by torrential rain on Saturday August 16.
It is also to urge the Executive to make
flooding hardship payments available to traders as well as
The first course of action was proposed at
Tuesday evening's monthly meeting by Alderman Jeffrey Donaldson
who felt there was a need to look at how the co-ordinated
response of statutory authorities to flooding could be improved
in the future.
The second was proposed by Councillor William
Leathem who experienced the flooding of retail premises first
hand in the Ballymacash area during the downpour.
Some of Mr. Donaldson's strongest criticism
was reserved for the Planning Department who he accused of
ignoring advice from councillors when considering applications
to build homes in areas prone to flooding.
He said the Old Mill development at Culcavey
and Stonebridge Meadows in Stoneyford were two examples of
developments where planners had been told of the risk when
considering the original applications.
Alderman Jim Dillon said he thought the
council had been assured something would be done to alleviate
flooding problems following previous deluges.
"Something has got to be done because this will
happen again as sure as night follows day," he added. Councillor
Thomas Beckett said there had been no co-ordination' with the
council by the other agencies responsible for dealing with the
He pointed out county councils in the
Republic were aware the flooding was going to happen and took
measures to ensure their areas were as well prepared as
He felt this type of forward planning based
on weather forecasts should be more widespread especially in
Alderman Seamus Close asked why if this had
happened before did it happen again.
"All sorts of promises were made about action
to ensure this would not be repeated," he said referring to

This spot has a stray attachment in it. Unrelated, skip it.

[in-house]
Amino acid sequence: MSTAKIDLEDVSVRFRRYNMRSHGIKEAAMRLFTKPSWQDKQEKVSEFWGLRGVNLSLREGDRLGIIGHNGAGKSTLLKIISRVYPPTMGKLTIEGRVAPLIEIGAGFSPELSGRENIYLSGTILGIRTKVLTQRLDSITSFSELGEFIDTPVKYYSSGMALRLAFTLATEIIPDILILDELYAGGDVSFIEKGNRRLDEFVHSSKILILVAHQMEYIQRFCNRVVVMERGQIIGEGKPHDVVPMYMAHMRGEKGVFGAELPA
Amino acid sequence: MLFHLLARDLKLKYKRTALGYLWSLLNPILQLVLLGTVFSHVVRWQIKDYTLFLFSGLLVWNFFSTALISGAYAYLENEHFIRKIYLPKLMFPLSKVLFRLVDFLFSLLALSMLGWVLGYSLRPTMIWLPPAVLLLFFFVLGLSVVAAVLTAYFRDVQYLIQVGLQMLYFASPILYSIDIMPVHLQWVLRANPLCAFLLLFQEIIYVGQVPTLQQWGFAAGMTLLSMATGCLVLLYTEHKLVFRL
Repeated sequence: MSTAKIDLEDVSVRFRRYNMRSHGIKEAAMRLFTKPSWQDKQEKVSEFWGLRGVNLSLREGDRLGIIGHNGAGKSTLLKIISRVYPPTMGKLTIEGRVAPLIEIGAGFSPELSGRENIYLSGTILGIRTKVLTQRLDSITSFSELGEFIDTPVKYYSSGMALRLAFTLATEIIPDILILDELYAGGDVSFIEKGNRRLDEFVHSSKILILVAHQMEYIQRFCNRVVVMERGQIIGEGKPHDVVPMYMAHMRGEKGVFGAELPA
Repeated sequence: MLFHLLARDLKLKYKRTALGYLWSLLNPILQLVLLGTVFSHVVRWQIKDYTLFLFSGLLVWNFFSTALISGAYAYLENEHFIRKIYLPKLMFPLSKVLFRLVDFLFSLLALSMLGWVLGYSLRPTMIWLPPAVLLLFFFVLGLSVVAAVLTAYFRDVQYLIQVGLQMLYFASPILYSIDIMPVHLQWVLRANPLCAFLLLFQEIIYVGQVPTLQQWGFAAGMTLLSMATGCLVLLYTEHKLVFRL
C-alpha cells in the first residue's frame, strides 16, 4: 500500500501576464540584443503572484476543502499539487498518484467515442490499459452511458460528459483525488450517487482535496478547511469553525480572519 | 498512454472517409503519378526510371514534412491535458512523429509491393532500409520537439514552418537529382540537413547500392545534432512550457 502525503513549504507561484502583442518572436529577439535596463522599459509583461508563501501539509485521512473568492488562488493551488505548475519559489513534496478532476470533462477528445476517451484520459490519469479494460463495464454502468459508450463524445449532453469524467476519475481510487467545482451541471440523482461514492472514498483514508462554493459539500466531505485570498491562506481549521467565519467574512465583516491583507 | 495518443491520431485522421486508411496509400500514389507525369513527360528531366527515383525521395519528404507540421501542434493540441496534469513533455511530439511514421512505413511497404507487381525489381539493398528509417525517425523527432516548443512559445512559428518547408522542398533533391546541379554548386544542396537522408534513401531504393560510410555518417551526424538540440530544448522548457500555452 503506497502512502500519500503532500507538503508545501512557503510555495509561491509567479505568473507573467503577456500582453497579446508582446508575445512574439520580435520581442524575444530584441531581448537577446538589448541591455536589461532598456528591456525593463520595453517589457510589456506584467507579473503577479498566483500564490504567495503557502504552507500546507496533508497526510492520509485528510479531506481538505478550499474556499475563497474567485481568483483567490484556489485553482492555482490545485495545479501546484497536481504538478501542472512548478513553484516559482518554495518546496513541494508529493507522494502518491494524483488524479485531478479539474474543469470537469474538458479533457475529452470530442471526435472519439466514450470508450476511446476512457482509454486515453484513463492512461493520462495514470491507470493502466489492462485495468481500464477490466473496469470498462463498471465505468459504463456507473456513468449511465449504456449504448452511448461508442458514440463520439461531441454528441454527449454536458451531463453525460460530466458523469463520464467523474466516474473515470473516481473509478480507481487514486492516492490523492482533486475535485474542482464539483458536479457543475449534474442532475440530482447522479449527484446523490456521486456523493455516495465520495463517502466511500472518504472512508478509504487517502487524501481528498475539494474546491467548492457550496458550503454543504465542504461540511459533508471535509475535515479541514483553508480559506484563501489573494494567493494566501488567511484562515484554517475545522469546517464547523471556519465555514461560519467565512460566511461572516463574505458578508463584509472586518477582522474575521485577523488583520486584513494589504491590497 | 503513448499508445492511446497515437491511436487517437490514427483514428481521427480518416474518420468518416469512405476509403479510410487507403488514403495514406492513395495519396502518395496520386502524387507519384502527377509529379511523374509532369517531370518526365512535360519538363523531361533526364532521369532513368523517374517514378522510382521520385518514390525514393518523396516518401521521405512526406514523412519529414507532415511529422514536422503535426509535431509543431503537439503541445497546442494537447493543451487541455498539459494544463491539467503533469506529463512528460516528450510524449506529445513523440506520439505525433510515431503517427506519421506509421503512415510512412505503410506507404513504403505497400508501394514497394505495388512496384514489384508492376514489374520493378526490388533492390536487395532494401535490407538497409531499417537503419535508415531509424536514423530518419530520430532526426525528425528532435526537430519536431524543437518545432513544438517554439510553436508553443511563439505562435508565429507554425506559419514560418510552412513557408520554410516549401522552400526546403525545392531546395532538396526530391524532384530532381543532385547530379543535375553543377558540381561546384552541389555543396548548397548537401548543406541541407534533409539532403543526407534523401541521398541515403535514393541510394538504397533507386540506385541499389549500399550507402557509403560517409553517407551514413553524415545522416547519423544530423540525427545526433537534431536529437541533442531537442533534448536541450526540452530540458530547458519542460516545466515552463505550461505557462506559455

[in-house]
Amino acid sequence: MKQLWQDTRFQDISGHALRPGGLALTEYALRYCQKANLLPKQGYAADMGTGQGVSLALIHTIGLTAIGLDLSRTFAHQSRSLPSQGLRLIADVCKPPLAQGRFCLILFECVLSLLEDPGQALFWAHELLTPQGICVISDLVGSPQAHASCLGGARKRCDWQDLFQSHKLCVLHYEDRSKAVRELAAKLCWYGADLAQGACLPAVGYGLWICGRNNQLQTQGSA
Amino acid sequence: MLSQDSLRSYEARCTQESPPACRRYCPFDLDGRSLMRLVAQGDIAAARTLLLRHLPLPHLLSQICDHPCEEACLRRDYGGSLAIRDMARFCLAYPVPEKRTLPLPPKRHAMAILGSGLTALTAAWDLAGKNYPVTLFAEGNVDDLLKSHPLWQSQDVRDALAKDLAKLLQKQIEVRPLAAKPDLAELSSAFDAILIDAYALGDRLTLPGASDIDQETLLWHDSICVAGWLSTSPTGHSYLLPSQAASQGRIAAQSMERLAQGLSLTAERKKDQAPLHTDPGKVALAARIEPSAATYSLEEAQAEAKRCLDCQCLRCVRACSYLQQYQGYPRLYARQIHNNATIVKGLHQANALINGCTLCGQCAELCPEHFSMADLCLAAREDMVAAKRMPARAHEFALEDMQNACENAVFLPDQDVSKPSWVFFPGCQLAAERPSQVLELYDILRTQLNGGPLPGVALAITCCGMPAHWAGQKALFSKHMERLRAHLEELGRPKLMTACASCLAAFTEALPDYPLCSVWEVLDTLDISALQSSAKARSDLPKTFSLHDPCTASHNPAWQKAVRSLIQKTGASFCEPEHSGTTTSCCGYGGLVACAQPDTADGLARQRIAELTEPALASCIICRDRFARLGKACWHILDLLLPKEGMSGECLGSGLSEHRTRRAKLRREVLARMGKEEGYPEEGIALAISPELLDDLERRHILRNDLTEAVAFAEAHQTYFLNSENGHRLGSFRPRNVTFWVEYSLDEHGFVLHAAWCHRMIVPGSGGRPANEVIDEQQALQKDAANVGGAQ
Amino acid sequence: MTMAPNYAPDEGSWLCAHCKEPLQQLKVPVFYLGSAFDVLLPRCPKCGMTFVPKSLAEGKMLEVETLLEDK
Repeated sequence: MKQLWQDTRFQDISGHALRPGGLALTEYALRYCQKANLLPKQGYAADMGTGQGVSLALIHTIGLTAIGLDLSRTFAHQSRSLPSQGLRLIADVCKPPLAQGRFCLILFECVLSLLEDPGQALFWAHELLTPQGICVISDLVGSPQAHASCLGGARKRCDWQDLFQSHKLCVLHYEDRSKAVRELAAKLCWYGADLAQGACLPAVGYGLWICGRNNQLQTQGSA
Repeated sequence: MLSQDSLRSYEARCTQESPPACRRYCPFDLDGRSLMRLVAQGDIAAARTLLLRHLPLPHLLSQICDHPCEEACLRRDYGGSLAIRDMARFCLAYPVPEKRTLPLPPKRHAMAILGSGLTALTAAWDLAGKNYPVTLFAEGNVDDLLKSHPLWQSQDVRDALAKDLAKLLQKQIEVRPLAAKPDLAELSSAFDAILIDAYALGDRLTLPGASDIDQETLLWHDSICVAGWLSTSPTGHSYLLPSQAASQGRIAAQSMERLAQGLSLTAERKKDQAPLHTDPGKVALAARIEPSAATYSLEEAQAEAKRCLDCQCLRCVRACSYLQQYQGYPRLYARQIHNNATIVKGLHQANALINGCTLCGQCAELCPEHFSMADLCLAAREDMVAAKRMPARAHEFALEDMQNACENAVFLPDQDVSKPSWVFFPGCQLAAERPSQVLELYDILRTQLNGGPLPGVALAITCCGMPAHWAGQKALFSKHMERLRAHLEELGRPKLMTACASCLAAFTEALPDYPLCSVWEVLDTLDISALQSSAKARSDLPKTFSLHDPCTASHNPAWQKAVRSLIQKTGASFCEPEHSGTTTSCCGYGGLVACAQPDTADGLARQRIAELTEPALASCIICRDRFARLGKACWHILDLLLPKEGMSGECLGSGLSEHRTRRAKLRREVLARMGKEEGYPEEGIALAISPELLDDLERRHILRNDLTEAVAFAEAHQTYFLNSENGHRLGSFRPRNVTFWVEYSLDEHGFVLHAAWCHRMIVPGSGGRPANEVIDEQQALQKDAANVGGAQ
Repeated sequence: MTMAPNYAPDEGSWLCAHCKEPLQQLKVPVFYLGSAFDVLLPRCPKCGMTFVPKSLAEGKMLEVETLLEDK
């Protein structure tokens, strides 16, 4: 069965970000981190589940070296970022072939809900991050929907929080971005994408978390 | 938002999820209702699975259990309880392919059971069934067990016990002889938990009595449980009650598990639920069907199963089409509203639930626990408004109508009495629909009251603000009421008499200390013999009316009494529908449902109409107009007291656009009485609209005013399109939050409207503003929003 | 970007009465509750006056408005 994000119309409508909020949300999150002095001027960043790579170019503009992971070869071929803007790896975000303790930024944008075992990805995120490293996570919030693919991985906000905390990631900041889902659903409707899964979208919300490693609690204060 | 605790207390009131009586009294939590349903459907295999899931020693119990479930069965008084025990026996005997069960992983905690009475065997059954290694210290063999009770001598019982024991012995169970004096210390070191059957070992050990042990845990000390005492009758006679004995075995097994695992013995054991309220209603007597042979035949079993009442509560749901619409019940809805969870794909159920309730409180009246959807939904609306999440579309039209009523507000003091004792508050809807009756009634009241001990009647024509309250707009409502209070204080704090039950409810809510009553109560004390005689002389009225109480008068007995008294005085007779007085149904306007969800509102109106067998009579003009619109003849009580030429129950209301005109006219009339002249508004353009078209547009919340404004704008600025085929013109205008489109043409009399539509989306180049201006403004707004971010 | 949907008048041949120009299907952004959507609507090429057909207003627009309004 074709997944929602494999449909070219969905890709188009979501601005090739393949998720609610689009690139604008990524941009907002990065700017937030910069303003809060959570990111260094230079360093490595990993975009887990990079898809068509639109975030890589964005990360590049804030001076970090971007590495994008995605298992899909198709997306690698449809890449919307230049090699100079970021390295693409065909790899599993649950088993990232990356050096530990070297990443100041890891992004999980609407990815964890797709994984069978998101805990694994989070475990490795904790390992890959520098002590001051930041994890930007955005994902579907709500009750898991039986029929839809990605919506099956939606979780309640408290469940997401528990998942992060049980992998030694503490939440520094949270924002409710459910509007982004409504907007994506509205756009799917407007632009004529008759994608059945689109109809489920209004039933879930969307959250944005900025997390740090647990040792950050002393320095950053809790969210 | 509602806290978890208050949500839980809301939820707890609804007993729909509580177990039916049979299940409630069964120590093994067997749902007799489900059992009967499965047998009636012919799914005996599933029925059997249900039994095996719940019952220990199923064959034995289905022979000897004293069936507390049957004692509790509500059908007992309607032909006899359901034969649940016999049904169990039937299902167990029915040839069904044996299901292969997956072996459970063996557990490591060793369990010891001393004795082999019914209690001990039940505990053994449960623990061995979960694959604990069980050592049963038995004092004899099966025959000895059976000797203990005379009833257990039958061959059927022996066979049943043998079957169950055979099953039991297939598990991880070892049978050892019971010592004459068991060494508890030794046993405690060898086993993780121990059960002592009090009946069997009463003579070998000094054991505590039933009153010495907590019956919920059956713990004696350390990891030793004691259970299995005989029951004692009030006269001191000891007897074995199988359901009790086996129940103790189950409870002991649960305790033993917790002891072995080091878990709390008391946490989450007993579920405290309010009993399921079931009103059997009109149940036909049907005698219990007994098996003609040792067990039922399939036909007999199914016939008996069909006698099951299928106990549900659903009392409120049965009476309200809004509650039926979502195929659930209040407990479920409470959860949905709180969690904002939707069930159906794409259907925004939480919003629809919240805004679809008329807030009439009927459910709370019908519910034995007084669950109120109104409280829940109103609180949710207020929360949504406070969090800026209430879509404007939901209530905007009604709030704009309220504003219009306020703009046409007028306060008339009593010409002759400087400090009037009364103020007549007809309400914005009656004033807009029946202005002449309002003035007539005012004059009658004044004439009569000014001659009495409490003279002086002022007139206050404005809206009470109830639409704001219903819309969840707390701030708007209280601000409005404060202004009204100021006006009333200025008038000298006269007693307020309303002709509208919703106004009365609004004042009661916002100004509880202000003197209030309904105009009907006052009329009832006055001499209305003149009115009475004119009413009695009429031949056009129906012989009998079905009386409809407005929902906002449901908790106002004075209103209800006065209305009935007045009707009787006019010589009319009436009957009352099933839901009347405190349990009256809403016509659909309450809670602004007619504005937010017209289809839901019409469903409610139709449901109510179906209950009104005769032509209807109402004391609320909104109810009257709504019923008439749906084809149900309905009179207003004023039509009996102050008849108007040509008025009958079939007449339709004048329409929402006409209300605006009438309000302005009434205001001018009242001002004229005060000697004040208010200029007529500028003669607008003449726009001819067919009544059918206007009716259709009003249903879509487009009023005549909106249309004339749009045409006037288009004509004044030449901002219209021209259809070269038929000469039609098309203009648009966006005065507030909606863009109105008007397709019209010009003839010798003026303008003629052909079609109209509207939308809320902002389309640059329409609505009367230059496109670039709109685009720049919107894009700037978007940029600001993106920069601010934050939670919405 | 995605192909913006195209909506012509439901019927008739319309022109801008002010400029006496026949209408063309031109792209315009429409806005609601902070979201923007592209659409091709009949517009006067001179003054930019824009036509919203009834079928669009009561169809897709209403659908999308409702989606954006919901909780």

flash floods which occurred last summer. "There is no
accountability whatsoever in this place. There is always someone
else who can be blamed." Alderman Ivan Davis pointed out the
same comments made in the council chamber on Tuesday evening had
all been made before.
The Mayor Councillor Ronnie Crawford said he
was concerned by reports household insurance companies were
deducting the £1000 hardship payments made by the Executive from
their customers' claims.
He said it was important the companies realised these were
Agriculture Minister pays visit to flooded
AGRICULTURAL and Rural Development Minister
Michelle Gildernew saw for herself this week the damage caused
to local farms during last week's floods.
During the visit to a farm close to Lisburn,
the Minister was able to see the issues around the crop yields
at a premises affected by the recent flooding.
Minister said: "Widespread flooding has caused great heartache
and disruption to our farmers in recent days, and I want to
reassure them that I am doing everything I can to help.
"I have tasked my officials to carry out an
assessment of the difficulties facing farmers. I have also met
with the Ulster Farmers Union to gain their appreciation of
whether the flooding has any long term impact on the industry. I
would intend to make my assessment available to my Executive
colleagues, so that we can jointly consider the way forward.
In the meantime, I would encourage farmers
whose homes have been flooded to avail of the emergency
assistance from the Executive. This is intended to provide
immediate practical relief, and to lift some of the worry which
this extreme weather event has put on local householders."